- On August 23, 2021
by Vickie Stevinson
I’ve often thought that art-making was a safe, healing place to go whenever life was overwhelming. It’s always given me a space that was absent of responsibility and where I felt free to think and do in my own voice. I was excited to stumble across the University of Denver’s Prison Arts Initiative (DU PAI) a relatively new program that I first heard about last fall that generates creative and collaborative learning experiences that enrich the lives of people who are incarcerated in Colorado’s prisons.
DU PAI presented Chained Voices on August 20th with more than 75 works of art by both men and women from many of the 23 (20 state and 3 for-profit) prisons in Colorado. Most of the work was figurative and included images of recognizable public figures as well as inmate self-portraits. The self-portraits were done as part of the programming that DU PAI does ‘behind the walls’ and represented many artists that were just learning to draw to a few artists that were truly amazing both technically and conceptually.
The art opening included a panel discussion, more lecture than discussion, from DU professors, DU PAI team members, the Executive Director of the Colorado Department of Corrections as well as previously incarcerated inmates that illustrated the special magic that happens with art. It empowers individuals involved within the prisons and spills out into the community at large.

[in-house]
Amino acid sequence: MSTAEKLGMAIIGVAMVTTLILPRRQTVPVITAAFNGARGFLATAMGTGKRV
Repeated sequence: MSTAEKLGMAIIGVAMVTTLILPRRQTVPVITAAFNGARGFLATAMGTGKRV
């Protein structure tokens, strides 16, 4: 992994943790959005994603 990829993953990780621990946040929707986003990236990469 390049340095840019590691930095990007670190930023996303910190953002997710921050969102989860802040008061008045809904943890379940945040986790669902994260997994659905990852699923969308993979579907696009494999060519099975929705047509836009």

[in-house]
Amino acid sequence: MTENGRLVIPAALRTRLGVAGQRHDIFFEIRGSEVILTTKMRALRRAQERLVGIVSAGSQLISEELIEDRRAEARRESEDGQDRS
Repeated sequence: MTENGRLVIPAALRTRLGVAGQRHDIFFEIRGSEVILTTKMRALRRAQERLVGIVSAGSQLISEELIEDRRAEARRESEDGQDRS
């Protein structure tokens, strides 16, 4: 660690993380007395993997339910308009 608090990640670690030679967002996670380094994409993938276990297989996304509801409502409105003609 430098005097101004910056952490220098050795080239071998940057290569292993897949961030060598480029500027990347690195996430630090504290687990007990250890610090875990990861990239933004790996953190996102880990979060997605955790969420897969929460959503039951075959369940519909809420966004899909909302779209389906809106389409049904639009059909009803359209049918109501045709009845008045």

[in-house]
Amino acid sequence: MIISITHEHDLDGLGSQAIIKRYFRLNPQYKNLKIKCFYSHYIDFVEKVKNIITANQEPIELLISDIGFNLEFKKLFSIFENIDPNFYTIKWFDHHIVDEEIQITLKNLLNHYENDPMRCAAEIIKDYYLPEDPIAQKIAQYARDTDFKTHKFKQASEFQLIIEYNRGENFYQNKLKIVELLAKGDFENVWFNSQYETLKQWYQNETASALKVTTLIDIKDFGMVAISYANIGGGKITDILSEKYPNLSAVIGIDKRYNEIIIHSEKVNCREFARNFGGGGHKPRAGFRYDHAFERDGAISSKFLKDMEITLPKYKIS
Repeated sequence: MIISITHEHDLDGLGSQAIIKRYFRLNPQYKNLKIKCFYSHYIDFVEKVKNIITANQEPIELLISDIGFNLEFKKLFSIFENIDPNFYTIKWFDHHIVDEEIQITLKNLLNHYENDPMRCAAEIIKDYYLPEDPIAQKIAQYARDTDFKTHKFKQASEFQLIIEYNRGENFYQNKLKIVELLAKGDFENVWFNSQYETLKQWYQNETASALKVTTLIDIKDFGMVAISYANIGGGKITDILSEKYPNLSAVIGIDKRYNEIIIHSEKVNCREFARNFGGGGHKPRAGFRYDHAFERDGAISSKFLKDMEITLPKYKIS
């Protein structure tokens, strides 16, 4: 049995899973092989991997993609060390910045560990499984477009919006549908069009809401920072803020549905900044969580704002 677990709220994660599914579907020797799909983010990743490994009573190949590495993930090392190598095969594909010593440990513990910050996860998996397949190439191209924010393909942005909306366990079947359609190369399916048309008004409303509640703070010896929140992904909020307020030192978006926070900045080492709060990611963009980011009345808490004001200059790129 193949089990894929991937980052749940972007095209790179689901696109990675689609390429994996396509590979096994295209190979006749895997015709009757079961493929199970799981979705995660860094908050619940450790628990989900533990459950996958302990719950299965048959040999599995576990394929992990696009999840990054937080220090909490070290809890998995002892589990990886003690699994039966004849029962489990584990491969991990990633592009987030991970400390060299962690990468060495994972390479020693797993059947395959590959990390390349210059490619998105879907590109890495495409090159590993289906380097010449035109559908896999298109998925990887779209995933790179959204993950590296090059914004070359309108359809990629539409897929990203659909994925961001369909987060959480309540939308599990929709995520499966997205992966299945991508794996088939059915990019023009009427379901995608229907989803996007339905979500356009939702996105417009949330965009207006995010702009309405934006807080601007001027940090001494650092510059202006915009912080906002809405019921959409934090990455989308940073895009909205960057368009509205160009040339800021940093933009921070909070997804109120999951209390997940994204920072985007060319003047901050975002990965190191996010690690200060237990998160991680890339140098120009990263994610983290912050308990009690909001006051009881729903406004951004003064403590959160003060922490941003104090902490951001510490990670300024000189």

Jerry Martinez, an inmate recently out of prison, was painting within the gallery throughout the evening. He is self-taught and his portrait work was drafting perfection. Talking with him reminded me of the many struggles an artist has when producing their work… finding space to work in, money for materials, and making a living at what you’re passionate about. Struggles were amplified for him because he was living in someone’s dining room, didn’t have any supplies, and had no idea how the digital world worked.
DU PAI asked all that were in attendance to stay involved, spread the word about their program and the creative change it can create among individuals who often find themselves feeling hopeless in a society that doesn’t want to recognize them or their humanity.
The University of Denver’s Prison Arts Initiative (DU PAI) presented Chained Voices an exhibit featuring the fine art of artists incarcerated by the Colorado Department of Corrections. The opening included a panel discussion with moderator Dr. Shannon Silva (DU’s Graduate School of Social Work); John Sherman (previously incarcerated artist); Dean Williams (Executive Director, Colorado Department of Corrections); Kyle Varvil (Forensic Social Worker, Chained Voices team member) and Hassan Latif (previously incarcerated, Executive Director, Second Chance Center).